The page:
The silicon single crystal of FIG. 11B shows variations in oxygen concentration along a growth direction, but shows a good oxygen concentration distribution in a direction perpendicular to the growth direction. Accordingly, wafers sliced from the silicon single crystal show an excellent in-plane oxygen concentration distribution.

This feature reflects the flat profile of the crystal growth interface.

The present invention is not limited to the above-described embodiments. The above-described embodiments are mere examples, and those having the substantially same structure as that described in the appended claims and providing the similar action and effects are included in the scope of the present invention.

For example, the above embodiments are described while mentioning the growth of silicon single crystals having diameters of 6 and 8 inches. However, the present invention is not limited thereto, but is applicable to the growth of silicon single crystals having diameters of 8-16 inches, or even larger, so long as the pulling rate is adjusted in the N region such that the temperature gradient difference between a central portion and a peripheral section of a crystal in the vicinity of the solid-liquid interface of the crystal is made relatively small.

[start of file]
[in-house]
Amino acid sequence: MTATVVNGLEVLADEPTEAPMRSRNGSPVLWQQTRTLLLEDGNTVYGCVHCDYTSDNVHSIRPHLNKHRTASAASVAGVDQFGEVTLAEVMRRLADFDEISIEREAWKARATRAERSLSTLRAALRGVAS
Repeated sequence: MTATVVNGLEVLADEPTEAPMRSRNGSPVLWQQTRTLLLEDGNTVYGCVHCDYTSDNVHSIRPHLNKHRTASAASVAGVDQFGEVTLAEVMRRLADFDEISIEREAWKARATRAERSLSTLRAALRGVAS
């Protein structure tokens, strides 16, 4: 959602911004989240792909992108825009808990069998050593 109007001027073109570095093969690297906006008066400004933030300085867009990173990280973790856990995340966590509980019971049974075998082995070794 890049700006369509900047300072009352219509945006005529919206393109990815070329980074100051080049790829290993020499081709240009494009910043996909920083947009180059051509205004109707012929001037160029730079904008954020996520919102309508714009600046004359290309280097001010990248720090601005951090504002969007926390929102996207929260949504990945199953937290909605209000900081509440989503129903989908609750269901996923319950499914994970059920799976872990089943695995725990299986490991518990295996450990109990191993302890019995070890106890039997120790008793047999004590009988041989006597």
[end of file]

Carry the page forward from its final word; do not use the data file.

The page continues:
Also, a magnetic field to be applied to a silicon melt is not limited to a horizontal magnetic filed, but may be a vertical magnetic field, a cusp magnetic field, or the like.

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Classifications
U.S. Classification117/206, 117/222, 117/217, 117/220
International ClassificationH01L21/322, H01L21/208, H01L21/02, C30B29/06, C30B15/00, C30B15/22, C30B15/14
Cooperative ClassificationY10T117/1068, Y10T117/1088, Y10T117/1072, Y10T117/1024, Y10T117/108, Y10T117/1076, Y10S117/917, C30B15/203, C30B15/14, C30B15/22, C30B29/06, C30B15/206
European ClassificationC30B29/06, C30B15/20B, C30B15/20C, C30B15/22, C30B15/14